Adams planned to send his emissaries to France, but called a special session of Congress on May 16, 1797, and asked for a military build-up for a potential conflict.

“While we are endeavoring to adjust all our differences with France by amicable negotiation, with the progress of the war in Europe, the depredations on our commerce, the personal injuries to our citizens, and the general complexion of our affairs, render it my duty to recommend your consideration of effectual measures of defense.”

The emissaries left for France in the summer, and Congress passed the Act Providing Naval Armament. The act provided money for crews and equipment for three frigates — the Constitution, the United States, and the Constellation. Through the fall and winter, there was little correspondence from the emissaries, and the few letters they sent were not encouraging. They were concerned the French would not see them, just as they had rebuffed Pinckney before.

Talleyrand’s Outrageous Demands

Finally, on March 4, 1798 word was officially received that the French government had refused to see the American envoys. The French government had also closed all French ports to ships from neutral nations and gave permission to French ships to capture any ship they suspected of carrying British goods.

Adams learned that the American envoys had been granted a meeting with Foreign Minister Tallyrand in October. The meeting was brief. Over the next few days, the Americans were visited by agents on behalf of Tallyrand — Nicholas Hubbard, Jean Conrad Hottinguer, Pierre Bellamy, and Lucien Hauteval. The message delivered by the French visitors was simple, Tallyrand was willing to meet with the Americans, but only if they met certain conditions.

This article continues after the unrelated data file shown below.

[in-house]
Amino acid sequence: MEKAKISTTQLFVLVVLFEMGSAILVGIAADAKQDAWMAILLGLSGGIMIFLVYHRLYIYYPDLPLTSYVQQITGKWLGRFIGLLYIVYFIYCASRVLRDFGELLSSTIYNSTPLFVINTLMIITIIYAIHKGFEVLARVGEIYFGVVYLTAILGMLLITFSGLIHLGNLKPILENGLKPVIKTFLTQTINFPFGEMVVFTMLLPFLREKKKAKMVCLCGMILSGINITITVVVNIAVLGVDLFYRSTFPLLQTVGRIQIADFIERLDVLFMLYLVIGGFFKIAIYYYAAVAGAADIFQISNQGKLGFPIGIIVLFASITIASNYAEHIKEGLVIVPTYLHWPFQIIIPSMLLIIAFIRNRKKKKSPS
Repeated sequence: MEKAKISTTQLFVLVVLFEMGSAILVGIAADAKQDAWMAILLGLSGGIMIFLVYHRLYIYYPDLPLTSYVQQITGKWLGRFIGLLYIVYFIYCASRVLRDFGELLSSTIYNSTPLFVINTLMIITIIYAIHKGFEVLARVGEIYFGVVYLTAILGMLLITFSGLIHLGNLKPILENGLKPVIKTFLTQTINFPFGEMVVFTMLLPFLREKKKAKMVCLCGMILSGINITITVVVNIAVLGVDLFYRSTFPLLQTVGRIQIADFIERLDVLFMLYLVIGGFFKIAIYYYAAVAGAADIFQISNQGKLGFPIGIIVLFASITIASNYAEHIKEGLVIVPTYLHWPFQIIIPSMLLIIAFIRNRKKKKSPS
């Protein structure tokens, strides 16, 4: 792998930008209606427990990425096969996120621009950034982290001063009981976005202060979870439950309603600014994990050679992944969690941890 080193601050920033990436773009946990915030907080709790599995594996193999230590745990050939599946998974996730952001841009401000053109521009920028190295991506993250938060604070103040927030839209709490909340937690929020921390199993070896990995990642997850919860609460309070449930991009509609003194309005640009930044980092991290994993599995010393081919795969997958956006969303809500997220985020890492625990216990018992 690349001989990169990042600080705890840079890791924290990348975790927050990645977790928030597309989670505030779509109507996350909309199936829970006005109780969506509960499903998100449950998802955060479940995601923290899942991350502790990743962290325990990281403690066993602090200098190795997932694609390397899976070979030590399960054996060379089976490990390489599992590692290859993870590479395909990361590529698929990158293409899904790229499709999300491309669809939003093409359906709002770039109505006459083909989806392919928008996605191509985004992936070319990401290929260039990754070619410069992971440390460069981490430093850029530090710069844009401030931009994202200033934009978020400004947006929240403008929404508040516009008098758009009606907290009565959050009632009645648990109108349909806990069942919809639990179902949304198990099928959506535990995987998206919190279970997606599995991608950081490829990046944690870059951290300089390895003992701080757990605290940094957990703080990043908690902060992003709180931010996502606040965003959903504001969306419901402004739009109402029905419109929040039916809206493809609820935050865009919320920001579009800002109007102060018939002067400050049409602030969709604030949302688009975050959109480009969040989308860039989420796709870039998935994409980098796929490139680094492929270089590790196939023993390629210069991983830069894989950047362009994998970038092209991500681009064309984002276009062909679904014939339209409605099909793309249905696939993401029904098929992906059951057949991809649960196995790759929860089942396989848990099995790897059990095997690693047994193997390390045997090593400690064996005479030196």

• The United States would provide France with a low-interest loan
  • The United States would assume and pay all the claims made by American merchants against France
  • The United States would pay a substantial bribe to Foreign Minister Talleyrand

The American envoys refused. On March 19, Adams notified Congress that the diplomatic mission had failed and again called for the United States to make preparations for war with France. Adams did not want to release the letters, because he thought doing so would put the lives of Gerry, Pinckney, and Marshall in danger.

Political cartoon depicting five Frenchmen plundering America. Source: Library of Congress.

The Plot Exposed

The Democrat-Republicans, who wanted France to win its war with Britain, were adamant that Adams was withholding information from them. They refused to believe the allegations that the Foreign Minister had demanded bribes, and believed they would prove France was ready to negotiate.

On Monday, April 2, the House of Representatives voted in favor of demanding the President release the full text of the dispatches from France. Adams agreed because he knew the envoys were safely out of France. He also knew the documents would support his call to arms.

In the versions Adams sent to Congress, he did not state the names of the French intermediaries. Instead, he used the codes that the American envoys had used to refer to each of them.

  • Hubbard (W)
  • Hottinguer (X)
  • Bellamy (Y)
  • Hauteval (Z)